Emma Raducanu’s US Open heroics in ‘no rush’ to be recreated by Jannik Sinner
Emma Raducanu: British teen wins US Open
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After praising Emma Raducanu for her “incredible” run to the US Open title last month, rising ATP star Jannik Sinner has admitted he’s not racing to follow in the Brit’s footsteps. Sinner has long been regarded as one of the best young talents in the men’s game, having already won four titles at the age of 20 years old, and has been tipped to win Grand Slams in the future.
While Raducanu wasted no time in winning the title during just her second-ever performance at Major level, aged just 18, the Italian is happy to wait for his own success on the biggest stages.
Raducanu made history a month ago as she became the first ever qualifier to win a Grand Slam title, winning 20 consecutive sets through the qualifying rounds and main-draw en route to the US Open trophy.
She wasn’t the only teenager to have a fairytale run in New York either, as her final opponent Leylah Fernandez – who turned 19 during the tournament – reeled off an impressive run of victories over Grand Slam champions and top players including Naomi Osaka, Angie Kerber, Elina Svitolina and Aryna Sabalenka before falling to the Brit.
Raducanu and Fernandez, who entered the tournament ranked at world No 150 and No 73 respectively, now sit at Nos 22 and 28 in the world, and made their return in Indian Wells this week as top seeds.
While the recent US Open champion was unable to make a winning comeback, losing her opener to world No 100 Aliaksandra Sasnovich, runner-up Fernandez has stormed her way into the third round where she will next face Shelby Rogers – one of Raducanu’s victims in Flushing Meadows.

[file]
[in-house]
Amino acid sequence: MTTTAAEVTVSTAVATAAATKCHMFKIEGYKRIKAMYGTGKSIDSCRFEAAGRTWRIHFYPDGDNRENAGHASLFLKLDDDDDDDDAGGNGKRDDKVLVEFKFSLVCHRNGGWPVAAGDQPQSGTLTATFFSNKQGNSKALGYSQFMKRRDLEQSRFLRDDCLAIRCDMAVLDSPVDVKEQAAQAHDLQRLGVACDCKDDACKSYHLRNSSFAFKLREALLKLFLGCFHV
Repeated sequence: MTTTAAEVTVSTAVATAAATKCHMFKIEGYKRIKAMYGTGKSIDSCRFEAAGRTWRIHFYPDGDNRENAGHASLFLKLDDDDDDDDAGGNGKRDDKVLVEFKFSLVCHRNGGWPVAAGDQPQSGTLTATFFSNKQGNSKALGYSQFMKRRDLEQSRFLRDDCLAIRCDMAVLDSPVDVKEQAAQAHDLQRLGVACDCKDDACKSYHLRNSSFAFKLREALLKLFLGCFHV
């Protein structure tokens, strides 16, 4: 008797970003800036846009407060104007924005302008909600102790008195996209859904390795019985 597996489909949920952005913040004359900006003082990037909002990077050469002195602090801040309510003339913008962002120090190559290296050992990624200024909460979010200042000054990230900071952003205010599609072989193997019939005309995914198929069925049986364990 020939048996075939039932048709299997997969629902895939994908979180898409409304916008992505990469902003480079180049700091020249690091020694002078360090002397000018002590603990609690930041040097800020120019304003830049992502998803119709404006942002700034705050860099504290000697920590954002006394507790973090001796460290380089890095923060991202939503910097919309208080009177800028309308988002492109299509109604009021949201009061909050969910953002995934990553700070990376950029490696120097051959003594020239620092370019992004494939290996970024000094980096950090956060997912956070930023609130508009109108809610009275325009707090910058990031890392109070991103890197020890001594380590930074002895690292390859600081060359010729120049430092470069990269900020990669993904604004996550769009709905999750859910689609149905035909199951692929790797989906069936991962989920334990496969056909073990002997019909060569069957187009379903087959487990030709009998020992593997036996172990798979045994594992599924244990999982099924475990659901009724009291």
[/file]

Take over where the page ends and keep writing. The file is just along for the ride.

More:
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Another young talent impressing in the Californian desert is ATP world No 14 Jannik Sinner, who needed just 74 minutes to beat John Millman 6-2 6-2 in his debut match at the BNP Paribas Open.
The Italian has long been one of the most exciting young players on the tour, breaking a whole host of records and achieving feats only seen from the likes of Rafael Nadal and Novak Djokovic.
At the end of 2019, the now-20-year-old became the youngest player in the year-end top 80 since Nadal in 2003, and a year later became the youngest French Open quarter-finalist since Djokovic in 2006, as well as the first player to make it to the last eight on his debut since Nadal in 2005.
Sinner ended 2020 ranked at world No 37 after winning his first title in Sofia, becoming the youngest Italian champion in the Open Era, and youngest overall since Kei Nishikori in 2008.
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The Italian has continued to build on his success, becoming the first teenager in history to win an ATP 500 title in Washington earlier this summer and successfully defending his Sofia Open title recently, as he now sits at a career-high of world No 14.
Having achieved so much at such a young age, Sinner has been tipped for even greater success in the future, though he has now admitted he’s not racing to win a Major despite being inspired by Raducanu’s recent US Open heroics.
“Well, it’s a tricky question,” the four-time ATP title winner said following his opening win in Indian Wells, when asked whether the young Brit’s success gave him more belief to win a Grand Slam title.
“You know, I think it’s great to see the new generation coming up. I think men’s tennis, it’s a little bit more difficult because, I mean, every player. Also, if you play against guys who are 60, 70 ranked, they are very, very tough to beat, which is also in woman’s tennis, you know.”
After branding Raducanu and Fernandez’s antics in Flushing Meadows “incredible”, Sinner said he was happy to take things at his own pace and continue to build each day.
He continued: “They had, both of them, they had an incredible run in US Open.
“Now I don’t want to say what difference is between men’s and women’s tennis, for sure. But, you know, obviously we have, talking about from the men’s side, we have a lot of great players, young players who are trying to improve, trying to play better day after day, and, you know, I think that what I’m trying to do is obviously to practice well, and then we see what’s coming next.
“But, you know, for sure I don’t want to rush so much. I’m just trying, as I said before, trying to play match after match in the best possible way, and then we see trying to improve. Yeah, that’s it.”
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